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Berllan

A Grade II Listed Building in Eglwyswrw, Pembrokeshire

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Coordinates

Latitude: 52.0231 / 52°1'23"N

Longitude: -4.7268 / 4°43'36"W

OS Eastings: 213008

OS Northings: 239583

OS Grid: SN130395

Mapcode National: GBR CX.GL79

Mapcode Global: VH2N1.0DZY

Entry Name: Berllan

Listing Date: 10 December 1997

Last Amended: 10 December 1997

Grade: II

Source: Cadw

Source ID: 19159

Building Class: Domestic

Location: Situated some 2.5 km NW of Eglwyswrw off minor road leading N from village, then W towards Pengelli.

County: Pembrokeshire

Town: Crymych

Community: Eglwyswrw

Community: Eglwyswrw

Locality: Berllan

Traditional County: Pembrokeshire

Find accommodation in
Eglwyswrw

History

Late C18 or early C19 country house, probably built for the Reverend David Griffith (1754-1834), tutor to the children of George Bowen of Llwyngwair, then son-in-law 1781, and vicar of Nevern 1783-1834. David Griffith seems to have lived latterly at Berry Hill, Nevern where he died. His son G.D.B. Griffith was owner in 1838. But from 1841 owner was Owen Owen of Cwmgloyned (d1849). Advertised for sale 1872. Later owned by the Lloyds of Bronwydd and their descendants as Lords Marcher of Cemaes.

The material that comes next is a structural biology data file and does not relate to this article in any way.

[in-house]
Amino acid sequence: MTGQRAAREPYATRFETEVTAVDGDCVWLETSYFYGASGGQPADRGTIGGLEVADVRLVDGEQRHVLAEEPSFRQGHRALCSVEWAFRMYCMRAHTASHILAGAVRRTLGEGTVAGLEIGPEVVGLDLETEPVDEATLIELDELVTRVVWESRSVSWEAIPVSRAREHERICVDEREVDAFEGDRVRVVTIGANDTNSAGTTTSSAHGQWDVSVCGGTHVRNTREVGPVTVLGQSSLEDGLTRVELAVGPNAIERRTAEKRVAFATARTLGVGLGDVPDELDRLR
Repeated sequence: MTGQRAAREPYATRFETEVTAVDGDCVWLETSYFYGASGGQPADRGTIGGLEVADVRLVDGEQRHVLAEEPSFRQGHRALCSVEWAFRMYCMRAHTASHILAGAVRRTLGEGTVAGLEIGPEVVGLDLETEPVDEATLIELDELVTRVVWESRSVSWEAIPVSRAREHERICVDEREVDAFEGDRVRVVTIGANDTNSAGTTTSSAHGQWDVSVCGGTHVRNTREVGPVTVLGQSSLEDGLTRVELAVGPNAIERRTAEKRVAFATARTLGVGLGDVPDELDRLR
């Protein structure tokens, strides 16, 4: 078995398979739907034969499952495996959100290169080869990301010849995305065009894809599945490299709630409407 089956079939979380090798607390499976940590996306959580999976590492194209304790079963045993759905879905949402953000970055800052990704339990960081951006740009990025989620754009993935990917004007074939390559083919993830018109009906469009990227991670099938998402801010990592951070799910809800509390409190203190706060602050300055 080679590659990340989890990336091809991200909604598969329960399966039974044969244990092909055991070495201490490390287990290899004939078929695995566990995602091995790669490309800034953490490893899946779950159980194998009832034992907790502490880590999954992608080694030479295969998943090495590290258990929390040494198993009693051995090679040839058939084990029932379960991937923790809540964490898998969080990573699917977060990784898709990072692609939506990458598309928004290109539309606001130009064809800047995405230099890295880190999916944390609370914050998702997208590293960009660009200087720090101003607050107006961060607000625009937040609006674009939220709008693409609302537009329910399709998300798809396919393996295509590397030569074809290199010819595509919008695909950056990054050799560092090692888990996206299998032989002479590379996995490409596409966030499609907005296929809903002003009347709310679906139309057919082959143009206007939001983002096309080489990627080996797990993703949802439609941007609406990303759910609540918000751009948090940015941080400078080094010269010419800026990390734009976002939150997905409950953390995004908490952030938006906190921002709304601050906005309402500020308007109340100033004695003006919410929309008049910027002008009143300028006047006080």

Exterior

Colourwashed roughcast with slate hipped valley roof, and four corniced stone stacks, two on ridges behind front range, two on coped rear gables. Three-storey, three-window range, square-plan with main front facing E, subsidiary 3-window facades to S and N. Raised plinth, paired brackets to flat overhanging eaves. Hornless 12-pane sashes in plain stucco surrounds, 6-pane to top floor, 12-pane elsewhere. E front has centre 6-panel door with radiating-bar fanlight in rectangular frame. Timber doorcase with long console brackets and plain shelf. N front is similar but ground floor centre door with big square overlight may replace a sash window, S front is similar but entirely windows, mostly horned sashes. Rear has flat coping between gable stacks and main part of wall is recessed under broad elliptical arch.

Reasons for Listing

A handsome late Georgian country house, which retains its character.

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